Opening Speech by Christos Giakoumopoulos
High-Level International Conference “Role of Prosecutors in the Protection of Individual Rights and Public Interest in light of Requirements of the European Convention on Human Rights”
7 July 2021, Saint-Petersburg
Dear Prosecutor General of the Russian Federation,
Dear President of the International Association of Prosecutors,
Dear Prosecutors Generals and High representatives of State authorities of European and Eurasian States,
Distinguished Presidents of the Council of Europe bodies,
Excellencies, Ladies and Gentlemen,
I would start by thanking our host, the Prosecutor General of the Russian Federation, Mr Igor Krasnov, for the honour to be received in this splendid place, the Konstantinovsky Dvorets, on the occasion of this high-level conference that will deal with the European Convention on Human Rights as a central topic.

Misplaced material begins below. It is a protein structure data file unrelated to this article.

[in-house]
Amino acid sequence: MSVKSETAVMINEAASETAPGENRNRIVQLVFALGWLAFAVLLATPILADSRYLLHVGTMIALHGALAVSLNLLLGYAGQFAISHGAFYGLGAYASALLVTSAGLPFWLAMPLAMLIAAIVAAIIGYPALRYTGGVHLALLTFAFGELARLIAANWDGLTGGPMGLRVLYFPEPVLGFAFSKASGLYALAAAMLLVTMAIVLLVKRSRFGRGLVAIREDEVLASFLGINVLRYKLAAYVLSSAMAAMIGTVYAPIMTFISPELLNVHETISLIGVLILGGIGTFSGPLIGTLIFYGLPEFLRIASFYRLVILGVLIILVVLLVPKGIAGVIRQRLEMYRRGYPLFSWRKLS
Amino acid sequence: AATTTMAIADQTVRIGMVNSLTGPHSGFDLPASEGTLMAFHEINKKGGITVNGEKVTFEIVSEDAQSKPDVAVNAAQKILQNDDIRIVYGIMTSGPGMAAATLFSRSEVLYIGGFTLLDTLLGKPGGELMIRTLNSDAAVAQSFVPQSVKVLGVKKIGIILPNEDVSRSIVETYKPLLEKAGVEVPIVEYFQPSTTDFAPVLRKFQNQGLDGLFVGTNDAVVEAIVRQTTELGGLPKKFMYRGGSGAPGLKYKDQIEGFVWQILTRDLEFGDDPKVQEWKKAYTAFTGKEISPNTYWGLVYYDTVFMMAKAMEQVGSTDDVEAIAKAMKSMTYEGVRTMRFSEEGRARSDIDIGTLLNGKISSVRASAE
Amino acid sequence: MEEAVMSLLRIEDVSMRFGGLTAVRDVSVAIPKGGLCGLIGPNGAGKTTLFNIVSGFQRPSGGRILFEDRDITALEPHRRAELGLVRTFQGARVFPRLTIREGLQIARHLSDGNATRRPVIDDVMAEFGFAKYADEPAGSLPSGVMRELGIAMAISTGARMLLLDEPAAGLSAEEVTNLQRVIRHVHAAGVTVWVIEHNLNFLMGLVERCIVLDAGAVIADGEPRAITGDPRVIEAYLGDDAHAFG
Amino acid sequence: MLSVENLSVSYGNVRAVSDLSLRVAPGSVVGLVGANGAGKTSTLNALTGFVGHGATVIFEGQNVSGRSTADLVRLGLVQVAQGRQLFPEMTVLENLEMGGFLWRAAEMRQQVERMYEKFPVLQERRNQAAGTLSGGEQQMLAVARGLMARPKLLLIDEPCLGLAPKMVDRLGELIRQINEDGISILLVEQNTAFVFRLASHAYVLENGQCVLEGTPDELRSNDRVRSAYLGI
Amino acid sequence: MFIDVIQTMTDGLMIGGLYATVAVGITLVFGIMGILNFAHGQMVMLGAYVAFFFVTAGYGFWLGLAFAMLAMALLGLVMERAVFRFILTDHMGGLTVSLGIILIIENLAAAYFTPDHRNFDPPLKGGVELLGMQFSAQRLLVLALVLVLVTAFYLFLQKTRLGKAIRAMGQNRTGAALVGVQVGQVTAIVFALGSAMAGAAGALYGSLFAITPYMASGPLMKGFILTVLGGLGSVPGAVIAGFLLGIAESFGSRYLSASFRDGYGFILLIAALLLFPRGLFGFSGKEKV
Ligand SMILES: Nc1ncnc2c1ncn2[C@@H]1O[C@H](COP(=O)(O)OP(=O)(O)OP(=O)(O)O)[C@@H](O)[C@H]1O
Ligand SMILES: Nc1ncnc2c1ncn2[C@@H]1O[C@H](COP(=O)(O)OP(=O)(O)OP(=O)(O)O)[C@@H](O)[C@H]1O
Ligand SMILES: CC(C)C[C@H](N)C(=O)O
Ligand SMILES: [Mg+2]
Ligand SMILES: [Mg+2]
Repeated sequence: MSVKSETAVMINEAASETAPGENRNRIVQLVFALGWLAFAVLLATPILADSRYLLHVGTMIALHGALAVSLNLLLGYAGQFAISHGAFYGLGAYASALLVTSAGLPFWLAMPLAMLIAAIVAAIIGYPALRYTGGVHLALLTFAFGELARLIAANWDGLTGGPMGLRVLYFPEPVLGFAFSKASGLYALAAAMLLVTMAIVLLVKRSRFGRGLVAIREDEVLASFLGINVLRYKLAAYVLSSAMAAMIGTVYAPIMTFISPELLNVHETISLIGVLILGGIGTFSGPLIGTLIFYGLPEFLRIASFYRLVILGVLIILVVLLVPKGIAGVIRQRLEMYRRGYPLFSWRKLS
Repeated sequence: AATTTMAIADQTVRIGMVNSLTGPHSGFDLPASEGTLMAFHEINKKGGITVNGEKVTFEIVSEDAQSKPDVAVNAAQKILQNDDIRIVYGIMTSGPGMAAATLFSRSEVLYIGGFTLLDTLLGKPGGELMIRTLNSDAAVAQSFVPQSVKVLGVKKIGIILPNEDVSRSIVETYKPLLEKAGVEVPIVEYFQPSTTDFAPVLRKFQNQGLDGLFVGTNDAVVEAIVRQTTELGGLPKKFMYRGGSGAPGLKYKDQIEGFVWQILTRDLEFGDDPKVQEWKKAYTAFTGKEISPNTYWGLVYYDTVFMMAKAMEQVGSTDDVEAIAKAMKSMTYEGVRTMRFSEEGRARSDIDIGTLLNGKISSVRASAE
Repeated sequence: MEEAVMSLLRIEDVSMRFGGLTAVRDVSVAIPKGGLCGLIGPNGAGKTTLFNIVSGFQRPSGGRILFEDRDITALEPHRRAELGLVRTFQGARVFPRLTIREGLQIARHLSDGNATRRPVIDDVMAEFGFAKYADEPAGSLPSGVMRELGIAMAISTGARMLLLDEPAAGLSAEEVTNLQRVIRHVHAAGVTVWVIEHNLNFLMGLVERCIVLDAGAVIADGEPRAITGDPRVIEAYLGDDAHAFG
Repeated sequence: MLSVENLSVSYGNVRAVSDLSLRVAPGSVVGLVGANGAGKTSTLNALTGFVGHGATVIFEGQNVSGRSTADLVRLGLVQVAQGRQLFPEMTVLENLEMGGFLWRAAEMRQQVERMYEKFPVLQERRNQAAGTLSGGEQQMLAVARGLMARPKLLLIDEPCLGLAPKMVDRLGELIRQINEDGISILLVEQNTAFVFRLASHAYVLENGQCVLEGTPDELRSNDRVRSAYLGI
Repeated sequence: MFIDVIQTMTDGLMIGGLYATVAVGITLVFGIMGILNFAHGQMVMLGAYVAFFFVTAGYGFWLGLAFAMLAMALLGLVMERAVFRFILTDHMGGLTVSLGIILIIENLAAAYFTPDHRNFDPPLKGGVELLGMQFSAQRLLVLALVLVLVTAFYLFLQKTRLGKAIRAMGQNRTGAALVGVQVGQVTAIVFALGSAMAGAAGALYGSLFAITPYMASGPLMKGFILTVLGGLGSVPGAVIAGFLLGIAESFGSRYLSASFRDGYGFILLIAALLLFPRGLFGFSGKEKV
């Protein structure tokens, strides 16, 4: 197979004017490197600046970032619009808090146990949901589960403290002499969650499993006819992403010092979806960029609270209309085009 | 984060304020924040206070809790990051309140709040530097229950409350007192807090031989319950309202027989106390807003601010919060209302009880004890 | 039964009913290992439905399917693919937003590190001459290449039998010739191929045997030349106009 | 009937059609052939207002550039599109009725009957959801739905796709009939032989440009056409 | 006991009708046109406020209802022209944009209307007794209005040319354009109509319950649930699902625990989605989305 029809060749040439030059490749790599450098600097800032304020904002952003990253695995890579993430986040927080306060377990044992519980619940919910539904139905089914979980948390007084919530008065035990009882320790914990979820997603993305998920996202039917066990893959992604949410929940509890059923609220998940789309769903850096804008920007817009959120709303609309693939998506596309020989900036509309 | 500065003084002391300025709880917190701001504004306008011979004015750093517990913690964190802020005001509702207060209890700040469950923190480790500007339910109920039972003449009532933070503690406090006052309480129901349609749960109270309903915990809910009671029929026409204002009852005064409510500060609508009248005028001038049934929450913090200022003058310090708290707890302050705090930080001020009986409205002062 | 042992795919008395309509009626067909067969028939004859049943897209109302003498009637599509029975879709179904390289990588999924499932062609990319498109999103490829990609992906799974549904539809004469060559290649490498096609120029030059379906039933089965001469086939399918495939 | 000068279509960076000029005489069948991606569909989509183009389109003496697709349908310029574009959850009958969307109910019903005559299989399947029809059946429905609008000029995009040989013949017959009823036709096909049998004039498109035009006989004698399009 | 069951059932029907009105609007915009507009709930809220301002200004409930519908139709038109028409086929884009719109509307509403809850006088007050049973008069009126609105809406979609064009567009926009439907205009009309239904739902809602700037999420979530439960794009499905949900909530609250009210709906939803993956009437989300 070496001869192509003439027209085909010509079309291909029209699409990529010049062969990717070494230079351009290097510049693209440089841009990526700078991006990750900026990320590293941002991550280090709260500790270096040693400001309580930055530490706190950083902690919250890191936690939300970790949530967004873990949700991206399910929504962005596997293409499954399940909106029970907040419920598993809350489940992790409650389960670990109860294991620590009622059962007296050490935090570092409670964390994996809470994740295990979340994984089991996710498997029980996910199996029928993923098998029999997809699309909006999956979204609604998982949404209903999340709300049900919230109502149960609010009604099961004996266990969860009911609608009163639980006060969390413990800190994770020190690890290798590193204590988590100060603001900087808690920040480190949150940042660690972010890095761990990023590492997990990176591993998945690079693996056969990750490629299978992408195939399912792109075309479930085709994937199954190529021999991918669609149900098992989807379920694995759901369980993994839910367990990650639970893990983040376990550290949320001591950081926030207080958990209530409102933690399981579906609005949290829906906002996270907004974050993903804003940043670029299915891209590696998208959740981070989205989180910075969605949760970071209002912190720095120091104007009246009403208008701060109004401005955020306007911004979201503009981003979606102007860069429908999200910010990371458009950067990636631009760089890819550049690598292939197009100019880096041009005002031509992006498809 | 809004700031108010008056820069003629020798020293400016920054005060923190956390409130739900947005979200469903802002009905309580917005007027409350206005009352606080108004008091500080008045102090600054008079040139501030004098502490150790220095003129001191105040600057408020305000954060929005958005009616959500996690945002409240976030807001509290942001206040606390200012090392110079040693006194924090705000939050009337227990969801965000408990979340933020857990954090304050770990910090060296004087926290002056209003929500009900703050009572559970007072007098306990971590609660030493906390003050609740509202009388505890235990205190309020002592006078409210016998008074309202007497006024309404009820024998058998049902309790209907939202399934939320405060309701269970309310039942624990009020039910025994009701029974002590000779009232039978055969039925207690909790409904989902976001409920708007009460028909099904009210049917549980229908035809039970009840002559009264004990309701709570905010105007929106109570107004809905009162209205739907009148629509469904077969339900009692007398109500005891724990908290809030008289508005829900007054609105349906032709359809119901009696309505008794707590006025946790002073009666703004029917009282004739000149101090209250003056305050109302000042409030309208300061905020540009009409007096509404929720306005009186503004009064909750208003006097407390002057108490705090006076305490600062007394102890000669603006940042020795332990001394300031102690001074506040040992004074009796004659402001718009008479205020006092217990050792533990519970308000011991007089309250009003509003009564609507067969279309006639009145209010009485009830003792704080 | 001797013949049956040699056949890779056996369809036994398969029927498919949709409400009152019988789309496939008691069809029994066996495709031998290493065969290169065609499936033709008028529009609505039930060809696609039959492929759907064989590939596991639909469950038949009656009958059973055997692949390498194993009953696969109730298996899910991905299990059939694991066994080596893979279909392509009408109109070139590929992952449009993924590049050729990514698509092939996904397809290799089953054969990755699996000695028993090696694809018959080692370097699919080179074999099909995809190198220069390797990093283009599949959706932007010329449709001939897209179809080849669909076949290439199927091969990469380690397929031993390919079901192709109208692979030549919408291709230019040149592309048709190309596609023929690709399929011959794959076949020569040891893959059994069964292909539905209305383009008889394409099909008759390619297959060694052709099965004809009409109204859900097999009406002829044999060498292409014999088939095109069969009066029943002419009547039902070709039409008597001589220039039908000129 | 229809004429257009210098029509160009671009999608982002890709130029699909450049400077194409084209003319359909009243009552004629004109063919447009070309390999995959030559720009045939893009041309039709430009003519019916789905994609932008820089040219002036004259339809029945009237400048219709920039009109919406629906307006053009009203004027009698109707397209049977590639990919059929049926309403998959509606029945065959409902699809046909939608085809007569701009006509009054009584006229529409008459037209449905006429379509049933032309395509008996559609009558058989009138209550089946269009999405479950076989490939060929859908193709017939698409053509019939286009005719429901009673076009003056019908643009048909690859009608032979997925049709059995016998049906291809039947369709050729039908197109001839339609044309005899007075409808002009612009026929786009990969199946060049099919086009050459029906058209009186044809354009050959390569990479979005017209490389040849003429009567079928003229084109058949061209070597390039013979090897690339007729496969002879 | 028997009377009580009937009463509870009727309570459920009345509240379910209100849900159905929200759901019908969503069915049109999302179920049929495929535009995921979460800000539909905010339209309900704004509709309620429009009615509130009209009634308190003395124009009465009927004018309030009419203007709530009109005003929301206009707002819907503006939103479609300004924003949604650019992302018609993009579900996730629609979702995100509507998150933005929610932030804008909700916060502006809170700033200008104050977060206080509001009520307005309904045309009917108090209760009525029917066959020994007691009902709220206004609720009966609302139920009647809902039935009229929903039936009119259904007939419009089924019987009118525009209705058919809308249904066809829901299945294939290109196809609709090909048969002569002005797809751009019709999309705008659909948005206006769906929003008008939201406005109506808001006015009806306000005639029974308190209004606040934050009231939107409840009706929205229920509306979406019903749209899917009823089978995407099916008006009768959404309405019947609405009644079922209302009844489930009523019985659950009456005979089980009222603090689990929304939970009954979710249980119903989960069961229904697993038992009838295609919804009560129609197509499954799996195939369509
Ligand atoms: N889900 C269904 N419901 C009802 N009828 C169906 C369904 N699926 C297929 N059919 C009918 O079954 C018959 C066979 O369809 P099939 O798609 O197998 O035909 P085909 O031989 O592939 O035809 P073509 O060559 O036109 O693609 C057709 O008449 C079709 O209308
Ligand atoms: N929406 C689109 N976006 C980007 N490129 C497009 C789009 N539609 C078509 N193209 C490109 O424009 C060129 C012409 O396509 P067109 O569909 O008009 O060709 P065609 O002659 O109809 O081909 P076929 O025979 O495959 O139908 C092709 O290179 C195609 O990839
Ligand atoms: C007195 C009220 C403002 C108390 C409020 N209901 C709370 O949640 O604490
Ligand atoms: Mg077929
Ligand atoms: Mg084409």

May I recall that our joint initiative to hold the today’s event dates back to April 2019. It is significant that the idea has survived the pandemic. Our joint willingness to resume a live dialogue between European prosecutors at the highest level has prevailed over numerous difficulties that complicate our life so much and so often nowadays.
I would also like to thank the President of the International Association of Prosecutors, Mr Cheol-Kyu Hwang, and its Secretary General, Mr Han Moraal, for having agreed to co-organise this event. With its 350,000 prosecutors connected throughout 177 countries of the world, the IAP has become our powerful partner since its very establishment 25 years ago.
I would also like to welcome all our high-level participants who represent 30 countries, including 20 General Prosecutors most of whom are sitting in this hall while few others take part on-line.